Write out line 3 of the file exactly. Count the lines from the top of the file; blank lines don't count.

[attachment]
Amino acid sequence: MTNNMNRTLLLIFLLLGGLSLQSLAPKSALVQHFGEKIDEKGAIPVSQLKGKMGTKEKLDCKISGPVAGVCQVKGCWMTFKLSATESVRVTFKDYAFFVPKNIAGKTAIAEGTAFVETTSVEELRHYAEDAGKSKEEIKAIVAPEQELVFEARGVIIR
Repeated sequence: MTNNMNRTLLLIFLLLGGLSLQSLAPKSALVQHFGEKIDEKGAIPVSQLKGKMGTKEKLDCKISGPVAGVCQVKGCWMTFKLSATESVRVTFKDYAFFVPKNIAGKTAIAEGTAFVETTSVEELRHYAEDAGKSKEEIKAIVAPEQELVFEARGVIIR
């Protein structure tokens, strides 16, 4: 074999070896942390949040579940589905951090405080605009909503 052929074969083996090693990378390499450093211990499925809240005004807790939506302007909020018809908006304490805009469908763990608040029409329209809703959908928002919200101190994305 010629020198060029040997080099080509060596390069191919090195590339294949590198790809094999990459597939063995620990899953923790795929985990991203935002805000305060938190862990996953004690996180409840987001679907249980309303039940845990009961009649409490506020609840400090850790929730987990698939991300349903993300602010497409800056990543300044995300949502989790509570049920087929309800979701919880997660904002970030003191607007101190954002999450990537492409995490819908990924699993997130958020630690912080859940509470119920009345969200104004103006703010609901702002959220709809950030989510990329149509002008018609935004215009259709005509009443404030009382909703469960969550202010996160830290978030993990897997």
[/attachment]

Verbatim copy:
């Protein structure tokens, strides 16, 4: 074999070896942390949040579940589905951090405080605009909503 052929074969083996090693990378390499450093211990499925809240005004807790939506302007909020018809908006304490805009469908763990608040029409329209809703959908928002919200101190994305 010629020198060029040997080099080509060596390069191919090195590339294949590198790809094999990459597939063995620990899953923790795929985990991203935002805000305060938190862990996953004690996180409840987001679907249980309303039940845990009961009649409490506020609840400090850790929730987990698939991300349903993300602010497409800056990543300044995300949502989790509570049920087929309800979701919880997660904002970030003191607007101190954002999450990537492409995490819908990924699993997130958020630690912080859940509470119920009345969200104004103006703010609901702002959220709809950030989510990329149509002008018609935004215009259709005509009443404030009382909703469960969550202010996160830290978030993990897997």